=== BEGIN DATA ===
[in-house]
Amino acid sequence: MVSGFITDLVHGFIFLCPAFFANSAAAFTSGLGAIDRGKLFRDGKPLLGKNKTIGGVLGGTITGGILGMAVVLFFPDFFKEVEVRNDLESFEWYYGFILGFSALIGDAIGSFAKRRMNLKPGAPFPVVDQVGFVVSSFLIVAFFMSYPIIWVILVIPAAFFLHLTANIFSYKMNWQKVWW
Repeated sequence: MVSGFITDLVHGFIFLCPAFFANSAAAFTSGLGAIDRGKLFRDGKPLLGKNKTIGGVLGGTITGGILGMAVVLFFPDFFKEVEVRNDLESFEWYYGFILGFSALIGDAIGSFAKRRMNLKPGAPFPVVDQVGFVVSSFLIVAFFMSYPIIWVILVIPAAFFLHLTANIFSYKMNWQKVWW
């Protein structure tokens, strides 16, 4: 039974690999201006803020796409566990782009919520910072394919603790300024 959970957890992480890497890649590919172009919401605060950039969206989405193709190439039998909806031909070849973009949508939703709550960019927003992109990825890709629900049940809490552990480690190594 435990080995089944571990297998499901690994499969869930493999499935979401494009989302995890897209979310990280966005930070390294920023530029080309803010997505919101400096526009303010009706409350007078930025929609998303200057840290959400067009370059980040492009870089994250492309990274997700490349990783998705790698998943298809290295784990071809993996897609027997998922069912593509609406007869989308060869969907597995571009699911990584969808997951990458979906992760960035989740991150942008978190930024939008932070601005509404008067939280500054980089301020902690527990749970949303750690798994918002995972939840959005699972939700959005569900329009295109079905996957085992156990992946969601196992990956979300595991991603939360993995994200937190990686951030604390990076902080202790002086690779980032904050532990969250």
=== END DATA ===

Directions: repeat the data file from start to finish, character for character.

[in-house]
Amino acid sequence: MVSGFITDLVHGFIFLCPAFFANSAAAFTSGLGAIDRGKLFRDGKPLLGKNKTIGGVLGGTITGGILGMAVVLFFPDFFKEVEVRNDLESFEWYYGFILGFSALIGDAIGSFAKRRMNLKPGAPFPVVDQVGFVVSSFLIVAFFMSYPIIWVILVIPAAFFLHLTANIFSYKMNWQKVWW
Repeated sequence: MVSGFITDLVHGFIFLCPAFFANSAAAFTSGLGAIDRGKLFRDGKPLLGKNKTIGGVLGGTITGGILGMAVVLFFPDFFKEVEVRNDLESFEWYYGFILGFSALIGDAIGSFAKRRMNLKPGAPFPVVDQVGFVVSSFLIVAFFMSYPIIWVILVIPAAFFLHLTANIFSYKMNWQKVWW
């Protein structure tokens, strides 16, 4: 039974690999201006803020796409566990782009919520910072394919603790300024 959970957890992480890497890649590919172009919401605060950039969206989405193709190439039998909806031909070849973009949508939703709550960019927003992109990825890709629900049940809490552990480690190594 435990080995089944571990297998499901690994499969869930493999499935979401494009989302995890897209979310990280966005930070390294920023530029080309803010997505919101400096526009303010009706409350007078930025929609998303200057840290959400067009370059980040492009870089994250492309990274997700490349990783998705790698998943298809290295784990071809993996897609027997998922069912593509609406007869989308060869969907597995571009699911990584969808997951990458979906992760960035989740991150942008978190930024939008932070601005509404008067939280500054980089301020902690527990749970949303750690798994918002995972939840959005699972939700959005569900329009295109079905996957085992156990992946969601196992990956979300595991991603939360993995994200937190990686951030604390990076902080202790002086690779980032904050532990969250």